Tennis has an illustrious history. A few players have risen above the rest and etched their names into the annals of greatness. The Grand Slam tournaments made up of the Australian Open, French Open, Wimbledon (England), and the US Open, are the ultimate proving grounds where these legends showcase their unrivaled skill and mental fortitude.
We’ll be paying tribute to 3 extraordinary tennis athletes—From Djokovic’s relentless pursuit of excellence and Nadal’s tenacity on clay to Federer’s elegant artistry.
1. Novak Djokovic – 23 Titles
Djokovic is the undisputed champion of professional men’s tennis for a while now. His performance in the Australian Open with 10 titles is unparalleled. The Serbian is currently ranked #2 in the world.
His exceptional defense, agility, and ability to counter-punch absorb the opponent’s power and help him redirect most shots with uncanny accuracy. And he becomes better the higher the stakes get.
With unparalleled mental toughness, he thrives in pressure situations to come back from dangerous positions in his matches. Plus, he is pretty much versatile across surfaces, making him a Grand Slam maestro.
As we explore the players with the most Grand Slam tournaments won, it’s evident why Novak Djokovic remains unstoppable for the next-gen players.
All that being said, Djokovic might not be able to hold onto his crown for much longer. Federer has retired, and Nadal will retire next year (the next two on our list), but there’s an upcoming threat in the aggressive playstyle of Carlos Alcaraz.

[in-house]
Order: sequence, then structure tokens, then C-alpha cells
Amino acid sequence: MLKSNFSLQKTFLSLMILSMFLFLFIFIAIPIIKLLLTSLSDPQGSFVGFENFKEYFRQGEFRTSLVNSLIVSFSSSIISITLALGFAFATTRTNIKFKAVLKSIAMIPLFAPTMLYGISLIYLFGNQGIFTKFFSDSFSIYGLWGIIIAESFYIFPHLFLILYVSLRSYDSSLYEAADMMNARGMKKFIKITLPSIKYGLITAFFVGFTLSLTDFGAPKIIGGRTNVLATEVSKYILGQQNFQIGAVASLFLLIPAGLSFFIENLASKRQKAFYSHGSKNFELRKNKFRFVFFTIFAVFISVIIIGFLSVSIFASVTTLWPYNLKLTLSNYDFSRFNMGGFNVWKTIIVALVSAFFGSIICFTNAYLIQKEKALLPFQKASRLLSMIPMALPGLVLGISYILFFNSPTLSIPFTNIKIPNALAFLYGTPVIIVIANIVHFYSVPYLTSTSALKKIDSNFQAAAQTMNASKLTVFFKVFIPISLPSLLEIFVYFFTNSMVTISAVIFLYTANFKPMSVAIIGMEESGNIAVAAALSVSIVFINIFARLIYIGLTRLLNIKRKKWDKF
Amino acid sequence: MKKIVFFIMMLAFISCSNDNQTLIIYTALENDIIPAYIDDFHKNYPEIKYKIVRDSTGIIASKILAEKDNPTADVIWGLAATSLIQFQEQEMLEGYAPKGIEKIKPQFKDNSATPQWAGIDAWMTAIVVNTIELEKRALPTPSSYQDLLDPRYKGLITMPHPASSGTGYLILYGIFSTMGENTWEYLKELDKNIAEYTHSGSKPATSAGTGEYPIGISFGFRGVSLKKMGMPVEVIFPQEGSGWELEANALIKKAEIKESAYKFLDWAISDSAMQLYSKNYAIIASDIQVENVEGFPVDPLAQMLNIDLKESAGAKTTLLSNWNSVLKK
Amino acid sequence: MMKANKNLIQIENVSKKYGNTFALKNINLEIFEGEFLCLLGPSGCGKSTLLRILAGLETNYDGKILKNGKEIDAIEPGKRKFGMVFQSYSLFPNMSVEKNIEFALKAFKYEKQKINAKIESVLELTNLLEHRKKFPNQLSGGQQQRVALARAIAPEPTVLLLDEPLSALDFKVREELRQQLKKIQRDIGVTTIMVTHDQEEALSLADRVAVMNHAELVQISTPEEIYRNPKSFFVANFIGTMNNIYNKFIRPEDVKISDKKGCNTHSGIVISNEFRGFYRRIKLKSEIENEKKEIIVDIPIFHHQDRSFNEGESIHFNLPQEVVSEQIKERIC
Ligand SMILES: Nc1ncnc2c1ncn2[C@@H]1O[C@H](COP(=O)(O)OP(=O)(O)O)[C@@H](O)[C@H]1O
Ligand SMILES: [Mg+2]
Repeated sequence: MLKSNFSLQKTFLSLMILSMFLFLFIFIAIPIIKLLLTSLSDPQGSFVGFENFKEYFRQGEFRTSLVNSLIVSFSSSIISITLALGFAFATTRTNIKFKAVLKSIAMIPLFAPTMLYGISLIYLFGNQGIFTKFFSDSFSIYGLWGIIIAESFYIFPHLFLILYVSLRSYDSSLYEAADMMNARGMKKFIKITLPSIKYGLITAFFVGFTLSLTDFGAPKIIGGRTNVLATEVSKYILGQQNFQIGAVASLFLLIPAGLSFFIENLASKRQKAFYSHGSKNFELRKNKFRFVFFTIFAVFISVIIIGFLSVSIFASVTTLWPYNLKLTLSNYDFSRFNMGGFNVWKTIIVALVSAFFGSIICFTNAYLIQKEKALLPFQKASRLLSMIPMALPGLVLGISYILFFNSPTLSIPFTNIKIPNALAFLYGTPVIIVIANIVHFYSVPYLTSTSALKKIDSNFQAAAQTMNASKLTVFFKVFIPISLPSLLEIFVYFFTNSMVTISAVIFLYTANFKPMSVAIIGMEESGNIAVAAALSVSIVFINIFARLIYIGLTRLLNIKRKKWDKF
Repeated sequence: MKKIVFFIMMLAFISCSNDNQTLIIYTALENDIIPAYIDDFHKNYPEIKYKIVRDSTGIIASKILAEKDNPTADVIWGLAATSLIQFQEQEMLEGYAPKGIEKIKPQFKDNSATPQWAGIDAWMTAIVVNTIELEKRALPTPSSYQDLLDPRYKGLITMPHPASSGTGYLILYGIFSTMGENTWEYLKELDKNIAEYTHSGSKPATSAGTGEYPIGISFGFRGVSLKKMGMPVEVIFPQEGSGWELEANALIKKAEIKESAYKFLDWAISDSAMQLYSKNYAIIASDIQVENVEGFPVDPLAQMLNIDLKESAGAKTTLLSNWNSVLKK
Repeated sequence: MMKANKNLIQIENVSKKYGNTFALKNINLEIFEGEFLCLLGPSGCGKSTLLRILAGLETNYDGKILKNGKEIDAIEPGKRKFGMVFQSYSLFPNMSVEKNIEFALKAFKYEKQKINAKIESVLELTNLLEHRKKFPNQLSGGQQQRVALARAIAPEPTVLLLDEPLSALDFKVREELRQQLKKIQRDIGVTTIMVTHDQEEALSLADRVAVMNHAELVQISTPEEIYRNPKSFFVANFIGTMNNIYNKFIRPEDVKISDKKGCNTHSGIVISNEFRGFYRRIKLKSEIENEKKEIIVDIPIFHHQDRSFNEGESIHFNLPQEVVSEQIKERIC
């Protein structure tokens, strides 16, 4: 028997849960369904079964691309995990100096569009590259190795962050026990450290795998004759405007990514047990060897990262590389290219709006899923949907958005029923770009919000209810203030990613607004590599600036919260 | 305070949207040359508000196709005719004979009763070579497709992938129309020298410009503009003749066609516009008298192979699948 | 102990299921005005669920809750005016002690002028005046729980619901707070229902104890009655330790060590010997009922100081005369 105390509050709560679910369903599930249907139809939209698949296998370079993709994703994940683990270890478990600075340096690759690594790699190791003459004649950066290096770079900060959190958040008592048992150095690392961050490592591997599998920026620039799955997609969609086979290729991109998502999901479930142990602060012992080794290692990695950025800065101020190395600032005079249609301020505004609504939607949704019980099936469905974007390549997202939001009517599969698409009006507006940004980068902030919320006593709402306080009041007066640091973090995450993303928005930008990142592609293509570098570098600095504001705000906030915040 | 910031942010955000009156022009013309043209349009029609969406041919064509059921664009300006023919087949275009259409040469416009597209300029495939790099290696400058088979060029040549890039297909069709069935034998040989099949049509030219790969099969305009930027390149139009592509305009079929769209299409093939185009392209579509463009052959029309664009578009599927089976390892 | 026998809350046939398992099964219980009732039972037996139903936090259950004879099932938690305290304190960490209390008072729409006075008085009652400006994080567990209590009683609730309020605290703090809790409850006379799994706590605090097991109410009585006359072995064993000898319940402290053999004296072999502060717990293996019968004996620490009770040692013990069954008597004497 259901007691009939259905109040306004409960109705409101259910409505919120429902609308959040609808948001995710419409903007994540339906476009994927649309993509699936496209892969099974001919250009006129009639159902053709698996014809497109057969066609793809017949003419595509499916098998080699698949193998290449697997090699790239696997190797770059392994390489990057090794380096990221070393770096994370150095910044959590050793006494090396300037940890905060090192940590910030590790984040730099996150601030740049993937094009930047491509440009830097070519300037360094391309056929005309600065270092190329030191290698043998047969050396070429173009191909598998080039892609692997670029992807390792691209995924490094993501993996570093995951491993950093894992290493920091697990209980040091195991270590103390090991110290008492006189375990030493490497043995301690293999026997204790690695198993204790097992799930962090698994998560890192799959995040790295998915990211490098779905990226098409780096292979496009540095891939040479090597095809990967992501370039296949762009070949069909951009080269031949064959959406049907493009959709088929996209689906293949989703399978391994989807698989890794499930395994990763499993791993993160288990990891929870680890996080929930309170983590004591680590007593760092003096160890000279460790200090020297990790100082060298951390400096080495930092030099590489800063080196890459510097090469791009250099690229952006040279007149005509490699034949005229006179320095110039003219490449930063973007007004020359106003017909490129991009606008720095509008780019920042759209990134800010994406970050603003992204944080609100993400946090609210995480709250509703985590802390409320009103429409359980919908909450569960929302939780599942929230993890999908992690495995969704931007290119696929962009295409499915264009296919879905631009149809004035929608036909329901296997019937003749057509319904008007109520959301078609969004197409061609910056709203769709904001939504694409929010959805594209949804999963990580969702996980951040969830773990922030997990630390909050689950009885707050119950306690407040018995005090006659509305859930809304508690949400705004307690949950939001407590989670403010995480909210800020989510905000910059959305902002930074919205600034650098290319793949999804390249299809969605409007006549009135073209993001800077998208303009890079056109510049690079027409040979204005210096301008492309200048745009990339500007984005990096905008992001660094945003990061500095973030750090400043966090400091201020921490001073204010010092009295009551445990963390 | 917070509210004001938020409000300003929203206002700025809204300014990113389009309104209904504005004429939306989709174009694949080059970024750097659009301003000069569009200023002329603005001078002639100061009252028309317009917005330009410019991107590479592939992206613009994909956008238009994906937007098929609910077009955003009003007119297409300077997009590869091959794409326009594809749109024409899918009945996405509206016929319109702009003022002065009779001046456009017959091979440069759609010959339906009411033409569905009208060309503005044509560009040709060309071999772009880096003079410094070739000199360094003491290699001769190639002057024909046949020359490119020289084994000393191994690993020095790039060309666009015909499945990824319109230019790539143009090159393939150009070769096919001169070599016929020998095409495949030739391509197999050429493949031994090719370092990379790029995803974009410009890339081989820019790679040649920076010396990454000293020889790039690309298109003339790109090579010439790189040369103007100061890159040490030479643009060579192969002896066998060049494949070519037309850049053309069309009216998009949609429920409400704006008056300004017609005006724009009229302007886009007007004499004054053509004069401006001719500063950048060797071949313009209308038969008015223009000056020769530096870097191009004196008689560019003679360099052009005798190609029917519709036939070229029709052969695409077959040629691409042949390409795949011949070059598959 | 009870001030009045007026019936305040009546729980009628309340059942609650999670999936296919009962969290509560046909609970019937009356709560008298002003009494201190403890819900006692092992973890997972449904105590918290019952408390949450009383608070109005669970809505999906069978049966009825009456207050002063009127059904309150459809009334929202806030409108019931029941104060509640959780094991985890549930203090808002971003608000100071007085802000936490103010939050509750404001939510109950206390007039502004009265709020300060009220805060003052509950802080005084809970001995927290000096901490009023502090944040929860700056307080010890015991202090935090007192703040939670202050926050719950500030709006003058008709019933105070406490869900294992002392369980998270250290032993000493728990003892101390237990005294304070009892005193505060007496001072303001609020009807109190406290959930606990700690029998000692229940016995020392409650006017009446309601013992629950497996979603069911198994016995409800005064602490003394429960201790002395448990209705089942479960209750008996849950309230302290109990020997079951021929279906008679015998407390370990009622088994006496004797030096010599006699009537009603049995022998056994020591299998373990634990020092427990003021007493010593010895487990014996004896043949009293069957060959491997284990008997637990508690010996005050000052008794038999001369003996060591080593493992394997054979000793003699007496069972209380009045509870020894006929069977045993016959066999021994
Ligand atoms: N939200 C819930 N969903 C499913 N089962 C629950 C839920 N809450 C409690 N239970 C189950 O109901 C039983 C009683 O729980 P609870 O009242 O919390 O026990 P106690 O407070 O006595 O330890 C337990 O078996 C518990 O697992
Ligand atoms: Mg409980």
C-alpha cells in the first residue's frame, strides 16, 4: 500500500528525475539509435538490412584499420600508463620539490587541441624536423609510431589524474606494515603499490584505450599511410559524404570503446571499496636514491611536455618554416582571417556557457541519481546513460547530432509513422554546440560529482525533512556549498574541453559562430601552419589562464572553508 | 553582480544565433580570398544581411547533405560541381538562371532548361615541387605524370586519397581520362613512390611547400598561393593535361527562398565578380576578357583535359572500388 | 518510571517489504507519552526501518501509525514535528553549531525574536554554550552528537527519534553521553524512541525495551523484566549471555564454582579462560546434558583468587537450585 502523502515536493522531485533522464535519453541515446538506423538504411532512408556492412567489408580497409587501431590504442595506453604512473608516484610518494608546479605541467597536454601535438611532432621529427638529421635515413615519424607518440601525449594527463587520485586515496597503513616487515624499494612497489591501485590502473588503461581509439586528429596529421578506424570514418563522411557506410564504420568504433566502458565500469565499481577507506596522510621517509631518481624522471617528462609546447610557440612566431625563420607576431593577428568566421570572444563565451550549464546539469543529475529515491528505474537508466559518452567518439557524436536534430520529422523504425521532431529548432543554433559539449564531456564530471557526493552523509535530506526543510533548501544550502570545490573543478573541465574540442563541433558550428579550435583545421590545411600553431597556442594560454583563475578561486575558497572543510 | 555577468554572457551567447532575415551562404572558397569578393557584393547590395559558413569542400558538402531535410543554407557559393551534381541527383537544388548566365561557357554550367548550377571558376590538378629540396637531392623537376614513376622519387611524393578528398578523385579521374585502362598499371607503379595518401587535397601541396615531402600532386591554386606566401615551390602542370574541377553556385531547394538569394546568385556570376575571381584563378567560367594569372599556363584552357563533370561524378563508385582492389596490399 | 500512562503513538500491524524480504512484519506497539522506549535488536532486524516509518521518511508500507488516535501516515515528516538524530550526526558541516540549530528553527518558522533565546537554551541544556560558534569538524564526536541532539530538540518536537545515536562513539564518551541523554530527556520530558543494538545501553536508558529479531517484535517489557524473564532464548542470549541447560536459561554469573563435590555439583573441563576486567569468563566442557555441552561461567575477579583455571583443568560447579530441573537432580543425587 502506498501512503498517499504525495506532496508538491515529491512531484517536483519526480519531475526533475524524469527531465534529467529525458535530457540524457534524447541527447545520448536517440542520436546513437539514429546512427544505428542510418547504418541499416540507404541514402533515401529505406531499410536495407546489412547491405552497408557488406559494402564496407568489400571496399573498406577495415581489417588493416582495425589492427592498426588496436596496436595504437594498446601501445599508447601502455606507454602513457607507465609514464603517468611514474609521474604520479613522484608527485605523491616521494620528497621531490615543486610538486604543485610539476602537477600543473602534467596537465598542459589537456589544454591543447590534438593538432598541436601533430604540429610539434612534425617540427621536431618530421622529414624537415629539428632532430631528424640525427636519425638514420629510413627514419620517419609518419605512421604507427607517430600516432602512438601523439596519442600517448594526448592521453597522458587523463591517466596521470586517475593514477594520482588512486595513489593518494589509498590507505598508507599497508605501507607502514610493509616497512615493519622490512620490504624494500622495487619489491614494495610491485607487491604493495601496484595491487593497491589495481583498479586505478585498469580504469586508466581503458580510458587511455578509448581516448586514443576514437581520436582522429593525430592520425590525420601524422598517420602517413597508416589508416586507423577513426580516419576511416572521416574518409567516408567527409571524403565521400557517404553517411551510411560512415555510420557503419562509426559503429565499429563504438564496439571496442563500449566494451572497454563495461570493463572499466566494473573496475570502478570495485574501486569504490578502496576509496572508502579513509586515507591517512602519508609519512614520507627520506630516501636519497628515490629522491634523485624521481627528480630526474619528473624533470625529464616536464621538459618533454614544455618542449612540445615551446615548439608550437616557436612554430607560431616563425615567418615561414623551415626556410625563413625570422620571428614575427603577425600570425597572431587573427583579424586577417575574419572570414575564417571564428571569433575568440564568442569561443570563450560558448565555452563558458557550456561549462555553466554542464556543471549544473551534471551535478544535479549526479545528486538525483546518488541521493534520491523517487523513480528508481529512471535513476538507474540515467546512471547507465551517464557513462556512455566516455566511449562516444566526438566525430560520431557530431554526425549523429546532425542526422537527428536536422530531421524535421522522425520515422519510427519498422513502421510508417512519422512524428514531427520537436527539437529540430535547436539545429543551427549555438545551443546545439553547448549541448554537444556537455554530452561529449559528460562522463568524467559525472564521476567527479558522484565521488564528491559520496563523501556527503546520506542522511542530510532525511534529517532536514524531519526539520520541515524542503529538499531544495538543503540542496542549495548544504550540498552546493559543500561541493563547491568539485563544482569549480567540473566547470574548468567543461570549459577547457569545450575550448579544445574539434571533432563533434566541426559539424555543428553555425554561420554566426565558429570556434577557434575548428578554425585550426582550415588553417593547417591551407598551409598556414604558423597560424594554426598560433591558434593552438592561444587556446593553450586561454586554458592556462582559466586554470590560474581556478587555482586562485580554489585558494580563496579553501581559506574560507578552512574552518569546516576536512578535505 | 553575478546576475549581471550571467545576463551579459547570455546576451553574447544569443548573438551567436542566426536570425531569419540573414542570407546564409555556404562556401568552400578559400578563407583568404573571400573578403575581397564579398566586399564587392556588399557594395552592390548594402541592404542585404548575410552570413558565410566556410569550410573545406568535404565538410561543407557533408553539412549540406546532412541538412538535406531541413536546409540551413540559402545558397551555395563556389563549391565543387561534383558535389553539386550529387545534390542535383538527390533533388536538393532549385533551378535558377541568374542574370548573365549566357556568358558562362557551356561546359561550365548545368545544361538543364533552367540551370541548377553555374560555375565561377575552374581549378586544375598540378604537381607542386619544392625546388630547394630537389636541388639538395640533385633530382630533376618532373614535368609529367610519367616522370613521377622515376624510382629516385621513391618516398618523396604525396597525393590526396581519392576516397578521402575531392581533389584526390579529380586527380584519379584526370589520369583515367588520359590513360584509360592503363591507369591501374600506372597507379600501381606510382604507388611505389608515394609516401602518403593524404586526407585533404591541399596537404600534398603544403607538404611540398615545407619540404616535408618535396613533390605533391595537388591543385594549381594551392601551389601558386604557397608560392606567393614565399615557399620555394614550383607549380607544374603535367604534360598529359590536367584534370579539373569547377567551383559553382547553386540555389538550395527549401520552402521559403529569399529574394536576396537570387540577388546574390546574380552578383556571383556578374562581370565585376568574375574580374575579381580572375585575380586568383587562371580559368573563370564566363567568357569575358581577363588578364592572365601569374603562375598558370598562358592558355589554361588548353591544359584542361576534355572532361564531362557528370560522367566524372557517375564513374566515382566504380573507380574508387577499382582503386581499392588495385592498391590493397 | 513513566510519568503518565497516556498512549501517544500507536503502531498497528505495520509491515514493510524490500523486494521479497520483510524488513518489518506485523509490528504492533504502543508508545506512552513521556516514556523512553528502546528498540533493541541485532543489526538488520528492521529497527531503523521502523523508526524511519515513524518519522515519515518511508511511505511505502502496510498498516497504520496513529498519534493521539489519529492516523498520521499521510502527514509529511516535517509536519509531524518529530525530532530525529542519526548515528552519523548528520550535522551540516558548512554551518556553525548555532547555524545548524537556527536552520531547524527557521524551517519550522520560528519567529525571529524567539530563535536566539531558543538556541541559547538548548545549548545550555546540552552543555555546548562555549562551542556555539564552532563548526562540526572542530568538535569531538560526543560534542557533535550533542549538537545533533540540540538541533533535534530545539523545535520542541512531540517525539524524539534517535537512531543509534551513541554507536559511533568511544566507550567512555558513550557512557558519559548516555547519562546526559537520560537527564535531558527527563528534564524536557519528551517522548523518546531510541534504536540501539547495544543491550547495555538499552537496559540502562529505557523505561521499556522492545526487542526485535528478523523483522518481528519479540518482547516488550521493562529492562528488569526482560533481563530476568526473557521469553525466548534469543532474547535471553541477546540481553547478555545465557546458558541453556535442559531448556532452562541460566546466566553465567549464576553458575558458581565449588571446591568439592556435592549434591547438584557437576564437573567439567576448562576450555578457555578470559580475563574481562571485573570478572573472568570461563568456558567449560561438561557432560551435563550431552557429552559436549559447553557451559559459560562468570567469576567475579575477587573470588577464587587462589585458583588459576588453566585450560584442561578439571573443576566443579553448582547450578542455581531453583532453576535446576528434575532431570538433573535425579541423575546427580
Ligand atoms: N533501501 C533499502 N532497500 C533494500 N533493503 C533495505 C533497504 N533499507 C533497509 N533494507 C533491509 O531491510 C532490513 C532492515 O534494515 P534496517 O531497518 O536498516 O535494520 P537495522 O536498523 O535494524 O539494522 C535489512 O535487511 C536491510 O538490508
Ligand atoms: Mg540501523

Alcaraz is already world #1 (the rankings are calculated for the previous 52 weeks, not historic Grand Slam performance).
We like to believe in how competitive oddsmakers are putting up the match outcomes more than our gut feeling, as they certainly have a specialty when it comes to predicting wins and losses.
So, we wanted to see how Djokovic might be losing the crown and how the power is shifting in favor of Alcaraz. You’ll find that they have some spot-on predictions for the upcoming US Open, so that’s where we began.
If you’ve been following the current player updates, form, performance, and recent wins/losses, you’ll know that Carlos Alcaraz has suddenly risen to the top and can potentially beat Novak Djokovic in the US Open, just like how he did in the recently concluded Wimbledon (which was one of the most intense games in recent months).
Bodog is an excellent platform to get highly dependable tennis odds, for example. On the platform’s US Open page, you’ll find that reflected as plain as water: both Alcaraz and Djokovic have odds of +150 to win the tournament, closely followed by Daniil Medvedev with odds of +500. And this is conclusive with our own analysis and expectations.
2. Rafael Nadal – 22 Titles
Nadal is historically famous for his relentless physicality. His incredible topspin forehand and exceptional movement on clay courts have made him a tennis god. He hasn’t earned the title of the King of Clay without putting in the work, after all!
What we love most about Nadal is his never-say-die attitude. His fighting spirit is the very embodiment of the game of tennis. He’s been a tenacious competitor capable of turning matches around from seemingly impossible positions.
It’s sad to see him go (Nadal announced his retirement recently), but he will always be the legend tennis players look up to.
3. Roger Federer – 20 Titles
Federer had 20 titles under his belt before retiring in 2022. What set him apart from all the rest was his elegance, precision, and remarkably impeccable shot-making. His graceful one-handed backhand and powerful serves will be forever in tennis history.
His artistry on the court is well-known. But it’s not just visual glitter—But precisely what helped him win all these 20 titles, which put him second only to two other players in the world!